Eye For Film >> Movies >> Of Freaks and Men (1998) Film Review
Of Freaks and Men
Reviewed by: Angus Wolfe Murray
There are moments in this deliciously subversive film when you suspect Alexei Balabanov is being satirical and those scenes of pornographers taking over the grand houses, only to corrupt them with their nasty habits, refer to organised crime's stranglehold on the Russian economy, not to mention the state of the nation.
The film is shot as a pastiche of silent cinema, without Chaplin's famous fast motion. In old St Petersburg the bourgeoisie live innocent and privileged lives, while in the basement of an abandoned building tight-lipped Johan (Sergei Makovetsky), with his smirking, sinister sidekick (Victor Sukhorukov), organises nude spanking sessions, which are photographed and sold to sado-masochistic postcard collectors, when not purloined by their naughty maids.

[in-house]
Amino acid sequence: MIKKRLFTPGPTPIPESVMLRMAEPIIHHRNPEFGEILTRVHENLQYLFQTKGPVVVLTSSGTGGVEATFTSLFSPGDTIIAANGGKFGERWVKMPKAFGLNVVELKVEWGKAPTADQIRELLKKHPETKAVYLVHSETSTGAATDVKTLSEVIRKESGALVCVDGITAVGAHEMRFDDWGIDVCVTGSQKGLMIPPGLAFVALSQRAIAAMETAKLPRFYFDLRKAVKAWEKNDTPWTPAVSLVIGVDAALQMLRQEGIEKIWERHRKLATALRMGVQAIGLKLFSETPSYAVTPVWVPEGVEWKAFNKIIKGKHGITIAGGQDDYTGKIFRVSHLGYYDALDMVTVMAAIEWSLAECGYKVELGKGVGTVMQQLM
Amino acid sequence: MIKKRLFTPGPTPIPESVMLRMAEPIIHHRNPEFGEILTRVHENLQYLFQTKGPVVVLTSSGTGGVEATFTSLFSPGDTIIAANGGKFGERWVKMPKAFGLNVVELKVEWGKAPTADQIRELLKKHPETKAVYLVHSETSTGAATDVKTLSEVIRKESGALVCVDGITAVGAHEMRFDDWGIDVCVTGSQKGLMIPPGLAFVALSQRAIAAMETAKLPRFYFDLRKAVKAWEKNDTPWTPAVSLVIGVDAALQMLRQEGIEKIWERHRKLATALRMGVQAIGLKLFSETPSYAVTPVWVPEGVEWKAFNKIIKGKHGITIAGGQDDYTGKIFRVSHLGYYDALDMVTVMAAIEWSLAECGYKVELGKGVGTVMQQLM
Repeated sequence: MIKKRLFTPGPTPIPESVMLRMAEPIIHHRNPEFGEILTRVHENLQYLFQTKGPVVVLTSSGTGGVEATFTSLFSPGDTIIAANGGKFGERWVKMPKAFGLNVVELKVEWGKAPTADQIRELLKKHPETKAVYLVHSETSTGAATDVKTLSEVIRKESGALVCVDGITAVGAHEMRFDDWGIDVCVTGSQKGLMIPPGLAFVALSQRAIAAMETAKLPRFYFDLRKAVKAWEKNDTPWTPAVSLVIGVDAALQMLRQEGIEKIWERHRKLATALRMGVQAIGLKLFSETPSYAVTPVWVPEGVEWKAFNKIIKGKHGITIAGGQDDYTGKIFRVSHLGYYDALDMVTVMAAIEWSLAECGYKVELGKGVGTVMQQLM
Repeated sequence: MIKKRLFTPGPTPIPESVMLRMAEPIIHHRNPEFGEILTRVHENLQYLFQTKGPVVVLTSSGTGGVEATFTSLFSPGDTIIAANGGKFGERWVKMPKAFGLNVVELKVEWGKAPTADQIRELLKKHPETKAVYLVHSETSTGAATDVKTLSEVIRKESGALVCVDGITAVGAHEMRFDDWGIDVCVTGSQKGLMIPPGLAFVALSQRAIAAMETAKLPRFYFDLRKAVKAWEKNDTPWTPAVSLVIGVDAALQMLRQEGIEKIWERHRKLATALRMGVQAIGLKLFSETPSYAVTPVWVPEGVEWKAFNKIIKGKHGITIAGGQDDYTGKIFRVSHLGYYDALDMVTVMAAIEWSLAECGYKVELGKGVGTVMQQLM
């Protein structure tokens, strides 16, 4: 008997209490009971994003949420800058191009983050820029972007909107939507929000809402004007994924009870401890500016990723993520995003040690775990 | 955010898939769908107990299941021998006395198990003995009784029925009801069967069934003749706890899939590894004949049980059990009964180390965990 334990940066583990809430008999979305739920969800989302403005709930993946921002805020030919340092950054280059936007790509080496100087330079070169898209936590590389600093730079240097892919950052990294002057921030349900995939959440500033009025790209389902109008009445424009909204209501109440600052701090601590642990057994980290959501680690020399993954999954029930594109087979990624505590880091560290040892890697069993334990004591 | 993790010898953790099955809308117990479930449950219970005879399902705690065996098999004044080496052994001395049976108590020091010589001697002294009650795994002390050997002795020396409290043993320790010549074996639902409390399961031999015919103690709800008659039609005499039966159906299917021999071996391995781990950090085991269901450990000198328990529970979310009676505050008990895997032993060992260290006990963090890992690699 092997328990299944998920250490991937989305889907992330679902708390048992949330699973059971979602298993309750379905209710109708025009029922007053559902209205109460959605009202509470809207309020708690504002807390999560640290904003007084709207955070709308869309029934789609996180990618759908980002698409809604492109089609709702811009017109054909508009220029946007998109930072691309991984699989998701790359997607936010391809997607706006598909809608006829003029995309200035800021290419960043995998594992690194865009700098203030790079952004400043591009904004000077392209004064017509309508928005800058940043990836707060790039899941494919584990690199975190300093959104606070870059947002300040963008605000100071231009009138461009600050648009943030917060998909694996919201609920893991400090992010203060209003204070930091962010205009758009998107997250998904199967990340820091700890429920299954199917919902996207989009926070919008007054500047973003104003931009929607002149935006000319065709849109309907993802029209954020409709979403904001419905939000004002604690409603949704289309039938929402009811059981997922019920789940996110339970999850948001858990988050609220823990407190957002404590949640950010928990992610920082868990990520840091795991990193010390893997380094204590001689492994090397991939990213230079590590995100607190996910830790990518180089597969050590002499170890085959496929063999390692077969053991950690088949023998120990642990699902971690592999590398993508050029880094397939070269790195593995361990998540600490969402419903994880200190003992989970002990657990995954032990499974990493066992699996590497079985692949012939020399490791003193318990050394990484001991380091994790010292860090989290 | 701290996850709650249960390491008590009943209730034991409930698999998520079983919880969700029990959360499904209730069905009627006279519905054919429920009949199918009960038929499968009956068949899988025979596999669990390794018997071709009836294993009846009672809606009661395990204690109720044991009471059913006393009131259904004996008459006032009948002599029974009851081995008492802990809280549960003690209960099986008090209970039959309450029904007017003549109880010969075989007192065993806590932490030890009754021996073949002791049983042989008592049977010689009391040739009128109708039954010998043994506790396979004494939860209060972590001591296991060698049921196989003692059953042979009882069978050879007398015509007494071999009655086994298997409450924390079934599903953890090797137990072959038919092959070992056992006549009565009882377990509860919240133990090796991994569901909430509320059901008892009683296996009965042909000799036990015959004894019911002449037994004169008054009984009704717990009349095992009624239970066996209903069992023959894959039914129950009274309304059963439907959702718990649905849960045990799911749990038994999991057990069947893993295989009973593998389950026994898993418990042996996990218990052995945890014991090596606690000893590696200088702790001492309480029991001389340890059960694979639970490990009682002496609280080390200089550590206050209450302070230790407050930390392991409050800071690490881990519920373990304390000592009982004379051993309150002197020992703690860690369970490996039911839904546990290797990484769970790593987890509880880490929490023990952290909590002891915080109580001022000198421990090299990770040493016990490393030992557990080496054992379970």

The kind doctor has adopted asiatic Siamese twins, who are reaching puberty and being taught to sing. His elegant wife is blind and won't have anything to do with him under the bedclothes. The gentle widower, who is reputed to be a railway engineer, lives with his lovely daughter (Dinara Drukarova), blissfully ignorant of Johan's true nature, or what he gets up to when unsupervised. Soon both these honourable men will be gone and the circumstances of those left behind changed irrevocably changed, not always (if ever) for the better.
When evil triumphs, humour turns black. Glimpses of turn-of-the-century porn has an uncomfortable, humiliating look to it. Balabanov massages human nature's ugly heart. The film is so original and startling, it appears playful, when really it concerns an abuse of power that feeds off trust and decency, perverting both.Reviewed on: 19 Jan 2001